Undeniably, private respondent failed to demonstrate that petitioner made a false statement regarding her qualifications or concealed any disqualification for the office to which she sought to be elected in her COC to warrant its cancellation under Section 78.
The records also show that when petitioner's husband filed his certificate of candidacy on October 4, 2012 with the Office of the Election Officer in Babatngon, Leyte he clearly indicated therein that he was a nominee of Lakas-CMD and attached thereto not only the CONA signed by Romualdez but also the Authority to Sign Certificates of Nomination and Acceptance dated September 12, 2012 in favor of Romualdez signed by Lakas-CMD President Revilla and Lakas-CMD Secretary-General Aquino. In Sinaca v. Mula,20 we held:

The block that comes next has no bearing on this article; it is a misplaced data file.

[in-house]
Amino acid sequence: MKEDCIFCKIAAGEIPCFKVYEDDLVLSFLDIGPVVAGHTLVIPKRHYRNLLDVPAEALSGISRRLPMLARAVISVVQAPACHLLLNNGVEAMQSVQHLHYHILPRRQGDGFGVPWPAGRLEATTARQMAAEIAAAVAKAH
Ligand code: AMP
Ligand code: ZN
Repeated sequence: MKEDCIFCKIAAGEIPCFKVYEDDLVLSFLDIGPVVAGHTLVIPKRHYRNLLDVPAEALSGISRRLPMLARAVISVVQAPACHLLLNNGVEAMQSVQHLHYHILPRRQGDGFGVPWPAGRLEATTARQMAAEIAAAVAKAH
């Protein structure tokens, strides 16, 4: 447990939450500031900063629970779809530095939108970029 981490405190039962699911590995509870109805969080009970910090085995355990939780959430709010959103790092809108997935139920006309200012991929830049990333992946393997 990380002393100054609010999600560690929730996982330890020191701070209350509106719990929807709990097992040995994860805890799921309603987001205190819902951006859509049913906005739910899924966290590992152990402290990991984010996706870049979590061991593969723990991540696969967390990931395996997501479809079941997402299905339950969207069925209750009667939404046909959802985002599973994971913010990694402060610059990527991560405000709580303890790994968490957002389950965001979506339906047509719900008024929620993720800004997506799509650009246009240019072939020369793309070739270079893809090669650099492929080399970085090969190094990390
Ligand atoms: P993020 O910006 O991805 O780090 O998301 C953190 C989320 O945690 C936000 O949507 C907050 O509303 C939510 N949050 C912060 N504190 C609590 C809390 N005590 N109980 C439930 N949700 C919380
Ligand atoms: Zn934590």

A certificate of candidacy is in the nature of a formal manifestation to the whole world of the candidate's political creed or lack of political creed. It is a statement of a person seeking to run for a public office certifying that he announces his candidacy for the office mentioned and that he is eligible for the office, the name of the political party to which he belongs, if he belongs to any, and his post-office address for all election purposes being as well stated.